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Wednesday, 11 May 2016

Baden-Württemberg class frigates of the German Navy

Written by D-Mitch 

The German Navy F125 class frigate Baden-Württemberg
during sea trials (July 1st). Photo: Carsten Vennemann
After approximately two years, and with very limited time, I managed finally to reach my 100th post. Due to this special occasion, I chose to write an analysis on a warship class that has not been in service yet, a new "controversial" warship design if I may say which I will elaborate later why is that. This is the newest frigate design today in Europe and one of the latest worldwide, the Baden-Württemberg class of the German Navy, also known as F125 class which is the project name. The F125 class intends to replace the eight aged F122 class (also known as Bremen class) of frigates in a 1:2 ratio which means one F125 class frigate will succeed two F122 class frigates. There is not so much information regarding the capabilities of the design and her electronic equipment or photos of her special features as only few images of the lead ship of the class during its first sea trials were just recently released in public. That is the main reason why the majority of the photos in the article are of low resolution; once they become available better photos I will update the analysis.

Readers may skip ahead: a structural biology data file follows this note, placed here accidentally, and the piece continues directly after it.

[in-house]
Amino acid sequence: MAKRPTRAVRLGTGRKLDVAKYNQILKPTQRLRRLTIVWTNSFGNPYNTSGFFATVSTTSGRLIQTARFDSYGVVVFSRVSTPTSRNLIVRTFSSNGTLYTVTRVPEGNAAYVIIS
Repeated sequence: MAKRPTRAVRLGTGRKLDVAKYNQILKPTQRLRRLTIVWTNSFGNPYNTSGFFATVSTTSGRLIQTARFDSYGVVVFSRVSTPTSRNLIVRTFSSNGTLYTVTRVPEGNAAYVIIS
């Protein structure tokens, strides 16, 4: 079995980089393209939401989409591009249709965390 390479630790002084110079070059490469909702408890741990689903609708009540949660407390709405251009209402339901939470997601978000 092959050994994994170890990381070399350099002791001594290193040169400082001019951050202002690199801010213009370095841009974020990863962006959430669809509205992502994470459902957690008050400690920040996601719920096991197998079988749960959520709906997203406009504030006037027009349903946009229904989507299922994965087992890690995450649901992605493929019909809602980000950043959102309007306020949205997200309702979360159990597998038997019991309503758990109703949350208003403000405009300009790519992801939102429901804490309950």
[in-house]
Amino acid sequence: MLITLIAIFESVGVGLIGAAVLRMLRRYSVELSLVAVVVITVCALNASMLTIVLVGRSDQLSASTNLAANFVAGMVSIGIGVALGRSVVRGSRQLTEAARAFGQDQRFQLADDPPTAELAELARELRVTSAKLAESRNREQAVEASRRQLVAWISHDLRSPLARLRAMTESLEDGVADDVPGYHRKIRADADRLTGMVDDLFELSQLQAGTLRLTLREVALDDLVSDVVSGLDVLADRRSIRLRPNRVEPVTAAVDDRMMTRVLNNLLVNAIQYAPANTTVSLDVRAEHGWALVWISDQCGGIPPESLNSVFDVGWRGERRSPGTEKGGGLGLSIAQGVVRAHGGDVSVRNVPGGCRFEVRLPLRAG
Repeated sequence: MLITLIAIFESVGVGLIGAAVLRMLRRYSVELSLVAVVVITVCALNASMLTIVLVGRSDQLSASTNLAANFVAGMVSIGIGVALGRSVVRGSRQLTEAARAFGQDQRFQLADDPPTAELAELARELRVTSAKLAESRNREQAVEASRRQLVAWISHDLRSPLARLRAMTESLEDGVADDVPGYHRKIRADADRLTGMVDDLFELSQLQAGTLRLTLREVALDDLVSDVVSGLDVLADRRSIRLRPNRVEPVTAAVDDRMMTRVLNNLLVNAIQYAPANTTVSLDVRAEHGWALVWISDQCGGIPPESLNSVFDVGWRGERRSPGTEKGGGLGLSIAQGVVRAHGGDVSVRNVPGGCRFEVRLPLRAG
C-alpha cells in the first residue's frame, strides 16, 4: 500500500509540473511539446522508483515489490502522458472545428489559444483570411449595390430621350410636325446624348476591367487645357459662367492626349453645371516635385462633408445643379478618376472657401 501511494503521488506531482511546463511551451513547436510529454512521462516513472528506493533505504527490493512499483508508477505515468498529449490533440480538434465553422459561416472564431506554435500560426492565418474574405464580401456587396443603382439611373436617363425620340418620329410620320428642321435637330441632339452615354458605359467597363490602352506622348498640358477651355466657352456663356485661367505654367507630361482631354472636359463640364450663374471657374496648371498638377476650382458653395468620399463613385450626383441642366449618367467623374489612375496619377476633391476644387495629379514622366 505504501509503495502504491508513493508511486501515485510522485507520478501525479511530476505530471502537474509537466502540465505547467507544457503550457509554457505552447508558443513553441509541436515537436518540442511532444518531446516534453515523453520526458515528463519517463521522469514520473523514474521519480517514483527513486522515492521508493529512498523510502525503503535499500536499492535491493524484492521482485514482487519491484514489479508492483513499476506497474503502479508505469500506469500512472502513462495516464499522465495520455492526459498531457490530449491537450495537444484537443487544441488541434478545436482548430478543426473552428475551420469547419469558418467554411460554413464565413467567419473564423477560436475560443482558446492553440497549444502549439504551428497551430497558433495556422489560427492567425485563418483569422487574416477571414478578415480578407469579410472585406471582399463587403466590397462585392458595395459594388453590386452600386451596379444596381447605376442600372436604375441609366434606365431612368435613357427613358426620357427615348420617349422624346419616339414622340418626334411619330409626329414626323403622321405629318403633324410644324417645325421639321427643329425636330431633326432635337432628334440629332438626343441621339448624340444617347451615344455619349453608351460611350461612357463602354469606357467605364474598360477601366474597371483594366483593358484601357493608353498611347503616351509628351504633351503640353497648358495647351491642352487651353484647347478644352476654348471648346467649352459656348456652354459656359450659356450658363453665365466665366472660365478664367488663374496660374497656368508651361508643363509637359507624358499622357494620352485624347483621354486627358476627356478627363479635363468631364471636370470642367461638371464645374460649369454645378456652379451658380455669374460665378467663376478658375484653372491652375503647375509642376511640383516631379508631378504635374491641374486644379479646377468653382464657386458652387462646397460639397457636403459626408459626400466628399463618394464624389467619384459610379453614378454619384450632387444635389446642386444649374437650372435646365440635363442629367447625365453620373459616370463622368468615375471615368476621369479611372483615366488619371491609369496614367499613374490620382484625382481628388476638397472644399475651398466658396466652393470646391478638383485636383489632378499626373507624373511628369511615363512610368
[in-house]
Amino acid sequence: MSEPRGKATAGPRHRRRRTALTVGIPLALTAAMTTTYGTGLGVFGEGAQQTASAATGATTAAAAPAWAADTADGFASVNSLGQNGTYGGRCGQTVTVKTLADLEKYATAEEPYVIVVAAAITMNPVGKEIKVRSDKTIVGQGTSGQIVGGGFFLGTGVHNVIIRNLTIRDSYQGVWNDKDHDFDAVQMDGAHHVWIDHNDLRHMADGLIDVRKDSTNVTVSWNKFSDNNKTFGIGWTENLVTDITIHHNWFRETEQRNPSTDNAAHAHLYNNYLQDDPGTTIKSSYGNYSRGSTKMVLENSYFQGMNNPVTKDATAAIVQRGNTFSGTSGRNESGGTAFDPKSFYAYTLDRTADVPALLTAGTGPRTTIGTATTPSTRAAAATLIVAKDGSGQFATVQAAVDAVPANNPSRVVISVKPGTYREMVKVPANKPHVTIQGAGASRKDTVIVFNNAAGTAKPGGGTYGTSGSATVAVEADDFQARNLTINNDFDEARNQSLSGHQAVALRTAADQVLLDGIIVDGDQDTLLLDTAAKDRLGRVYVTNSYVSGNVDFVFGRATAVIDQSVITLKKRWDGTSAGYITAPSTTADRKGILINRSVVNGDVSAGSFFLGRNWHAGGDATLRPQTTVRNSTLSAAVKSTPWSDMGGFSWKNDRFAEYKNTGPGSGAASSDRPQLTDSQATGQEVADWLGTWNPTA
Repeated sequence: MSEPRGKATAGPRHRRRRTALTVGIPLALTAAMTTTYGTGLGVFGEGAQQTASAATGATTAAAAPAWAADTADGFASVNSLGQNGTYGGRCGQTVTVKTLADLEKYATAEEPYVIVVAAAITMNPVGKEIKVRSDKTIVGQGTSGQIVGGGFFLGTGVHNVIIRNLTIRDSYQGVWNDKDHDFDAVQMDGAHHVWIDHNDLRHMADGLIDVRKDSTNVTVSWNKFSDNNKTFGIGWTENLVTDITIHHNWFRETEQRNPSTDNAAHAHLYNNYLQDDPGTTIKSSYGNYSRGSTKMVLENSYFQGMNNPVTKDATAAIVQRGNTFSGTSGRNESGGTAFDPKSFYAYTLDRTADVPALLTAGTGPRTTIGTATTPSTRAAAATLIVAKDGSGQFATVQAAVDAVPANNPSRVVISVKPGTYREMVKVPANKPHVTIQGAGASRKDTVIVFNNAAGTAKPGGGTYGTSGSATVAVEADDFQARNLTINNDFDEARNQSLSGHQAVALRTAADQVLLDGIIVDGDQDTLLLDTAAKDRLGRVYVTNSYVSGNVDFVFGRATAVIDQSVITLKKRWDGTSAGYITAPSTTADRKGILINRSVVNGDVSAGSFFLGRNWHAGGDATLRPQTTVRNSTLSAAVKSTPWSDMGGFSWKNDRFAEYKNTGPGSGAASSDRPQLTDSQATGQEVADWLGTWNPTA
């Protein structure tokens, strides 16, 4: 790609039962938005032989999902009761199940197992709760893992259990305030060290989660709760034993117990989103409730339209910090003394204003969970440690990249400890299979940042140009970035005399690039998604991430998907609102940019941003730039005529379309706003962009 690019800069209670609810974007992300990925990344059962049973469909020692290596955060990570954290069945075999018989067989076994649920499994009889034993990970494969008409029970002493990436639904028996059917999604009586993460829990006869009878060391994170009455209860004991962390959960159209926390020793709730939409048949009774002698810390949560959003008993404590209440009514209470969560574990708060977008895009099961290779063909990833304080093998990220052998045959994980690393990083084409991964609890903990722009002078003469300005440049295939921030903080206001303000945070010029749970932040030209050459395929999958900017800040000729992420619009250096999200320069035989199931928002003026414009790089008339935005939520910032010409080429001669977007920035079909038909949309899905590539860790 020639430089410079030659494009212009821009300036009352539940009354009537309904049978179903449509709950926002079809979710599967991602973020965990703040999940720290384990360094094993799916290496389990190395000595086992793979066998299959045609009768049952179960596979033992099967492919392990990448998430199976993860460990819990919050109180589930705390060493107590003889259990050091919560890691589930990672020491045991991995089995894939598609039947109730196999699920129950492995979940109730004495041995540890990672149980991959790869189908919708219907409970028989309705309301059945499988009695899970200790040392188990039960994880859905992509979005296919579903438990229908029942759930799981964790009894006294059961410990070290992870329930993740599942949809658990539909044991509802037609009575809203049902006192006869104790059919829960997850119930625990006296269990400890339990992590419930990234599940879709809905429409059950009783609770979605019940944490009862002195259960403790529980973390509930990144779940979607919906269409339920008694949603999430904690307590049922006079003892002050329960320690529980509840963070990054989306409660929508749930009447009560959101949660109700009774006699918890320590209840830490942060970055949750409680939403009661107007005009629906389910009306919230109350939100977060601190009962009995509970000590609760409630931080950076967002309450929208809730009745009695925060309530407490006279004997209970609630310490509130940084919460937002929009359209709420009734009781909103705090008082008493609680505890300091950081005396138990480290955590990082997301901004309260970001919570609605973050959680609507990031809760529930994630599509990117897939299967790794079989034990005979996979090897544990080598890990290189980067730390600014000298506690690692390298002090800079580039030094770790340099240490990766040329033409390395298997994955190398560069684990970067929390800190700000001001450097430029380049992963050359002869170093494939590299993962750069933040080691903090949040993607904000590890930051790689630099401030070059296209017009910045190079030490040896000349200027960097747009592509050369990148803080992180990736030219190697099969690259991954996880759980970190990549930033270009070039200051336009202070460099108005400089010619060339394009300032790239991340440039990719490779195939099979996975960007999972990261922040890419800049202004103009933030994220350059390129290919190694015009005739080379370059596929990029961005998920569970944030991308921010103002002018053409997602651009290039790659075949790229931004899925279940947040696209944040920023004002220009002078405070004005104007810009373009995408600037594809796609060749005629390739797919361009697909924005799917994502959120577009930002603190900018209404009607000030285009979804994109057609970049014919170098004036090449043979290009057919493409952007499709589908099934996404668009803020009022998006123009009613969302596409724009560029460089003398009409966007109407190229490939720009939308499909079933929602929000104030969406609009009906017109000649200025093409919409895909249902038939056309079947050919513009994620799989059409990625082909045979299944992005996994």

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Tuesday, 26 April 2016

Cruisers and Men

RHS Georgios Averof
HMCS Ontario of Canadian Navy
This is the second article (after the article Battleships and Men) that is dedicated to crew photos together with their warships. After battleships, the largest surface combatants once in the world, the second largest are the cruisers (and the largest surface combatants today) of which some of them exceeded even the 200 meters in length (for example the American Des Moines class heavy cruisers had a length of over 218m and a crew of about 1,800 men!). Therefore, I felt that I had to create a post about them and their crews, similarly I did about battleships, in order to have a complete collection of massive surface combatants and their numerous crews. This is a collection of over 45 crew photos of various countries' cruisers. So, enjoy some nostalgic photos of these former but also some of the today's elegant and powerful rulers of the seas with their crews! If you have similar photos, please do not hesitate to contact me!